a) With lat, lng, z parameters

See the documentation for the mercantile Python library, for reference.

import fused

udf = fused.load(""), lat=37.1, lng=-122.0, z=13)

b) With x, y , z parameters

import fused

# Load and run UDF
udf = fused.load(""), x=2411, y=3079, z=13)

c) Shapely box (coming soon)

Specify the bounding box with a type.

import fused
from shapely.geometry import box

# Load and run UDF
udf = fused.load(""), bbox=box(-77.34375, 38.41055, -77.167968, 38.54816))

d) Shapely polygon (coming soon)

Specify the bounding box with a shapely.geometry.Polygon type.

import fused
from shapely.geometry import Polygon

# Define bbox polygon
polygon = Polygon([[-77.16796, 38.54816], [-77.16796, 38.41055], [-77.34375, 38.41055], [-77.34375, 38.54816], [-77.16796, 38.54816]])

# Load and run UDF
udf = fused.load(""), bbox=polygon)

e) GeoDataFrame

Specify the bounding box with a geopandas.geodataframe.GeoDataFrame type.

import fused
import geopandas as gpd

# Define GeoDataFrame
gdf = gpd.read_file('{"geometry": {"type": "Polygon", "coordinates": [[[-77.16796875, 38.54816542304658], [-77.16796875, 38.410558250946075], [-77.34375, 38.410558250946075], [-77.34375, 38.54816542304658], [-77.16796875, 38.54816542304658]]]}}]')

# Load and run UDF
udf = fused.load(""), bbox=gdf)

The convenience function wraps run_tile and run_file functions, which can optionally be used.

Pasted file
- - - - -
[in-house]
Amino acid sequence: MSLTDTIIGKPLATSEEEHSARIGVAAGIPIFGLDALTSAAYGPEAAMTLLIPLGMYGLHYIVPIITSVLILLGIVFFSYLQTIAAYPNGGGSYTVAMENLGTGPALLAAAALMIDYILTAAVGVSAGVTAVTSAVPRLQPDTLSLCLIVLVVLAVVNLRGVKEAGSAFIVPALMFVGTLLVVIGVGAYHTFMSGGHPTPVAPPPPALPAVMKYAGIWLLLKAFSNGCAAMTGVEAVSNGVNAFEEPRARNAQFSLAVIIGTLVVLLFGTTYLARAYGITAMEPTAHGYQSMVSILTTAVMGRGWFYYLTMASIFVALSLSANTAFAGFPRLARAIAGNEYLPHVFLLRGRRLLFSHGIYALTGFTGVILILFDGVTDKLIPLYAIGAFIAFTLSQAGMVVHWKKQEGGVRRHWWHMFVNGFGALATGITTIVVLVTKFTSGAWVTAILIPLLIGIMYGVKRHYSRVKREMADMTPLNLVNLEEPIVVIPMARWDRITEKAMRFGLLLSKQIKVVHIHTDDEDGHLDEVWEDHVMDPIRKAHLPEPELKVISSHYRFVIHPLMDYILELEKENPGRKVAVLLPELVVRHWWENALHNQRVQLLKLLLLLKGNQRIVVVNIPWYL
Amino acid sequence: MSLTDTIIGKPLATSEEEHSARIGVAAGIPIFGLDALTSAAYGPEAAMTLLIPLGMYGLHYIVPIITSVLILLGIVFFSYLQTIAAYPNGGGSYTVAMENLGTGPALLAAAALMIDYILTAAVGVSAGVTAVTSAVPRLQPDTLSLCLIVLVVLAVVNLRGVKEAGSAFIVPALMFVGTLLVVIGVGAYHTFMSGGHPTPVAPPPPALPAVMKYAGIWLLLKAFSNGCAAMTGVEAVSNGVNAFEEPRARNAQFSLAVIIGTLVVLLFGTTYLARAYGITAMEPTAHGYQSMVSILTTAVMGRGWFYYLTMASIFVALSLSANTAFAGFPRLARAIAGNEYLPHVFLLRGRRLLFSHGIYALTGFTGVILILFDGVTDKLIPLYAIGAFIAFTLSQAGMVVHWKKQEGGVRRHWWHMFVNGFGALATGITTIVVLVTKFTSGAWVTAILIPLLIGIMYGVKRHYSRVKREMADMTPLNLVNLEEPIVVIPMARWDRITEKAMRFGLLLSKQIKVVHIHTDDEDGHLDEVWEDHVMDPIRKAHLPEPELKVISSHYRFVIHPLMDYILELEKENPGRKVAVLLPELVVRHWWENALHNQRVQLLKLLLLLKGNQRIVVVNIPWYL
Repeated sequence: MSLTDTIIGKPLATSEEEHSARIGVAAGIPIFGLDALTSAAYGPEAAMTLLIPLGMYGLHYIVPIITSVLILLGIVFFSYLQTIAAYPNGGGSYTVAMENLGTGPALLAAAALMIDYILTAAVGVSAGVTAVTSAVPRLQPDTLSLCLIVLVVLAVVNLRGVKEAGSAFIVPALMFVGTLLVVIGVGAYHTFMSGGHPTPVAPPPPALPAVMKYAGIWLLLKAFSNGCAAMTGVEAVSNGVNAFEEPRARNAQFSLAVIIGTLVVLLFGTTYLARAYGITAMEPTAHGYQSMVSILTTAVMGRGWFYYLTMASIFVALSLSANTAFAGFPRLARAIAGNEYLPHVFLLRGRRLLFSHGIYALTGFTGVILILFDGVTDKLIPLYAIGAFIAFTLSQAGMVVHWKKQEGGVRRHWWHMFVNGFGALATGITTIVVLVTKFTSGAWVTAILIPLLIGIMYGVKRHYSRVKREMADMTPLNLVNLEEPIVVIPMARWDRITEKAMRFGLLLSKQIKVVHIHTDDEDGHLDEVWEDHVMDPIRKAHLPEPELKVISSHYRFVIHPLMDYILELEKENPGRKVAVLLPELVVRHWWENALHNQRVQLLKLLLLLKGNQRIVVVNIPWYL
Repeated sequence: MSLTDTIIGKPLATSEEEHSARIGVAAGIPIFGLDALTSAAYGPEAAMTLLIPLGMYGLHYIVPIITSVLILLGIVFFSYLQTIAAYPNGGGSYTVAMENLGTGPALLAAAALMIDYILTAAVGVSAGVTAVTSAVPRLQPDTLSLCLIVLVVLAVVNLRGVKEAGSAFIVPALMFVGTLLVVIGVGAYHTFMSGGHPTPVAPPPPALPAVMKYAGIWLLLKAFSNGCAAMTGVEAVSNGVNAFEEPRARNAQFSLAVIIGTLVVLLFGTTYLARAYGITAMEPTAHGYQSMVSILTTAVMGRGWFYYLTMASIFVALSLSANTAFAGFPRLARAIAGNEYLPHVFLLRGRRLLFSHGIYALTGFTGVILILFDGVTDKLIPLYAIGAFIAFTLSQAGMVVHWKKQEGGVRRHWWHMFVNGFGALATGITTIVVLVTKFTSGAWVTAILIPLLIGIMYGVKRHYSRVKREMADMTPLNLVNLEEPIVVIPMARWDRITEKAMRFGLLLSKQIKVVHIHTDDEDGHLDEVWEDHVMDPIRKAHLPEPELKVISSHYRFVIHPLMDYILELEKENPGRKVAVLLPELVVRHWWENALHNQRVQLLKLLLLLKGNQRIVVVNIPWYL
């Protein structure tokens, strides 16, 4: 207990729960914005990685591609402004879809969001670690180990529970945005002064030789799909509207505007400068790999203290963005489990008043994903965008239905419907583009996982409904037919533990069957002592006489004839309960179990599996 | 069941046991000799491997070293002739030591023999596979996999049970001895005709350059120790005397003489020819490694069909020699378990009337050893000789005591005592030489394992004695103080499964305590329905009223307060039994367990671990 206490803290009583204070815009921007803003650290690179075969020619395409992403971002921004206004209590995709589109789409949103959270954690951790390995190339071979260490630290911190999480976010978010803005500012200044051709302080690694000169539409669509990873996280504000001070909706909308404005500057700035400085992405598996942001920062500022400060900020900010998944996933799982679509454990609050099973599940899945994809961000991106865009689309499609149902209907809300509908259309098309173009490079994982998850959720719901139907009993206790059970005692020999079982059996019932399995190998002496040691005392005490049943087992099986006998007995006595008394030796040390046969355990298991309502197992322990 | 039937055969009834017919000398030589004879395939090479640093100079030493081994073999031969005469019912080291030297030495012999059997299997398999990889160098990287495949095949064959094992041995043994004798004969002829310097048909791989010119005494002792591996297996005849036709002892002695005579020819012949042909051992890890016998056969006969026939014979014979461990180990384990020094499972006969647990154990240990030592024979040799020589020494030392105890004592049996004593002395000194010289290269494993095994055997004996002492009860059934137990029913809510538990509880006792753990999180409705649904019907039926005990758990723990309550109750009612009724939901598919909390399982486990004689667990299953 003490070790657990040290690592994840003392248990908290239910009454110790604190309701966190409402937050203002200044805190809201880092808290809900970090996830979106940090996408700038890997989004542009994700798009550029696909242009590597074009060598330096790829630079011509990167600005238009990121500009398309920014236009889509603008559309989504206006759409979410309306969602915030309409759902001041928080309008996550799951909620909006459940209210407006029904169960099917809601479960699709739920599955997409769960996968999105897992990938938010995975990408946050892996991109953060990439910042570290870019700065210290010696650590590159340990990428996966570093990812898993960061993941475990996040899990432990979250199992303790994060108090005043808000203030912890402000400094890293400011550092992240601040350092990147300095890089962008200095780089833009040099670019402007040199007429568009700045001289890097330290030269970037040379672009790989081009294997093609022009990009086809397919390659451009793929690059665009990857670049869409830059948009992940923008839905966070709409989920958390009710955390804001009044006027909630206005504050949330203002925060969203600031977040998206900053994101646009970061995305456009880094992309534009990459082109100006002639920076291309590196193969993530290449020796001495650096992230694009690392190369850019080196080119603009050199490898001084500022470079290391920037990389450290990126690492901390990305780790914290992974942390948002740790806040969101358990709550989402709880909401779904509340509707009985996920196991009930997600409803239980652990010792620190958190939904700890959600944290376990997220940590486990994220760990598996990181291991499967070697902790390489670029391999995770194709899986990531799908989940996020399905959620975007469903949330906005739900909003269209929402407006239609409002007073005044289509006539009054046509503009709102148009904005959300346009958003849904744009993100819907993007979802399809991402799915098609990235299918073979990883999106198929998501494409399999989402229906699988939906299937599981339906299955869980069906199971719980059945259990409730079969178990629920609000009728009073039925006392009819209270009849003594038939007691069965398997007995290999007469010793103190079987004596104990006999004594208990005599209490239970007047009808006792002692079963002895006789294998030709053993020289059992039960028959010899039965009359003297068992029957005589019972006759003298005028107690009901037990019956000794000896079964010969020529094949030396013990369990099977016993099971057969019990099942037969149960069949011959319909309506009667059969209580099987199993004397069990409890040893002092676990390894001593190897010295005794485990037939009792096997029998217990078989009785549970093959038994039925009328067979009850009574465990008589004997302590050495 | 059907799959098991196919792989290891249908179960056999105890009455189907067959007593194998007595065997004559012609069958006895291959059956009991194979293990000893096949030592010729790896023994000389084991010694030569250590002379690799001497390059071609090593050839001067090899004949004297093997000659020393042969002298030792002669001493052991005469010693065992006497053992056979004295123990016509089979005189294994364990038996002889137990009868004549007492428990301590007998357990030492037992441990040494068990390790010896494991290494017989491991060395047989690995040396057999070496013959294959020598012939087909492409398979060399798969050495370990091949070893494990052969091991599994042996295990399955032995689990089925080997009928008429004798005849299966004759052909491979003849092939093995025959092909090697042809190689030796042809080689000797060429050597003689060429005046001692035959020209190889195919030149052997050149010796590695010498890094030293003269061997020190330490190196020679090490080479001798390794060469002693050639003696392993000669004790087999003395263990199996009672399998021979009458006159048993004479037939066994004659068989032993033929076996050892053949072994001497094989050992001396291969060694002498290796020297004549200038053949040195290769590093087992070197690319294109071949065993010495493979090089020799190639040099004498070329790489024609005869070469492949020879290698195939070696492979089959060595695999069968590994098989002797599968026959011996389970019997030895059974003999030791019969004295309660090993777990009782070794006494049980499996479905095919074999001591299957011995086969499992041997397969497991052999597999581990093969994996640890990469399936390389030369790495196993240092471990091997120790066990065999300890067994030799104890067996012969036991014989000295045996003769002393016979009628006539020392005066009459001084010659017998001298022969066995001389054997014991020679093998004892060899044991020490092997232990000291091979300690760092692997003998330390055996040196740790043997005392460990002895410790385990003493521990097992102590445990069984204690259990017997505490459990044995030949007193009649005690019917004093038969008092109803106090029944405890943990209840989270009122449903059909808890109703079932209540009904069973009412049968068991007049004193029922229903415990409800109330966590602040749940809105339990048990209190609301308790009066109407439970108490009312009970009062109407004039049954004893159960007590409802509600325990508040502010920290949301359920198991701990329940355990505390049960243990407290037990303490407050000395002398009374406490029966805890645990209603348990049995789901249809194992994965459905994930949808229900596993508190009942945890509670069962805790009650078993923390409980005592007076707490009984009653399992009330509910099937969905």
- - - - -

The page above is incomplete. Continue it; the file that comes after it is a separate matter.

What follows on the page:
Save a UDF

UDFs can be saved to the local file system, to the Fused cloud, and to GitHub.

  • UDFs saved to the Fused cloud can be used as HTTP endpoints.
  • UDFs saved to the local file system or GitHub can be loaded with fused.load as described above.

First, create a UDF object.

import fused

def my_udf():
return "Hello from Fused!"

Save locally as a directory:


Save locally as a .zip file:


Save to a GitHub gist:


Save remotely to Fused (under the same name as the function object):


UDFs saved to file systems are structured as a directory, which makes them easy to share and transport. Each UDF, like Sample_UDF, is contained within its own subdirectory within the public directory - along with its documentation, code, metadata, and utility function code. This means they can be thought of as a standalone Python package.

└── Sample_UDF
├── meta.json

Files relevant to each UDF are:

  • Provides details of the UDF's purpose and how it works.
  • This eponymous Python file contains the UDF's business logic as a Python function decorated with @fused.udf.
  • meta.json This file contains metadata needed to render the UDF in the Fused explorer and for the UDF to run correctly.
  • This Python file contains helper functions the UDF (optionally) imports and references.


Fused UDFs support Python function annotations. Annotated parameters convert to the specified type before the UDF is called.

This is important to ensure that parameters serialized on HTTP calls resolve to the intended type. For example, the UDF below takes an integer and a dictionary, and is annotated as follows.

from typing import Dict
import fused

def udf(my_param: int, my_dict: Dict):
print(my_param, type(my_param)) # int
print(my_dict, type(my_dict)) # Dict

This feature is under active development. Presently supported types are int, float, bool, list, dict, List, Dict, Iterable, uuid.UUID, Optional[], and gpd.GeoDataFrame from a geojson. Union is not supported. Parameters that are not annotated are handled as string.

Fused also exposes special types to specify whether the output in Workbench should be handled as Tile or File. These are fused.types.TileXYZ and fused.types.TileGDF respectively. The bbox parameter is typed as fused.types.Bbox.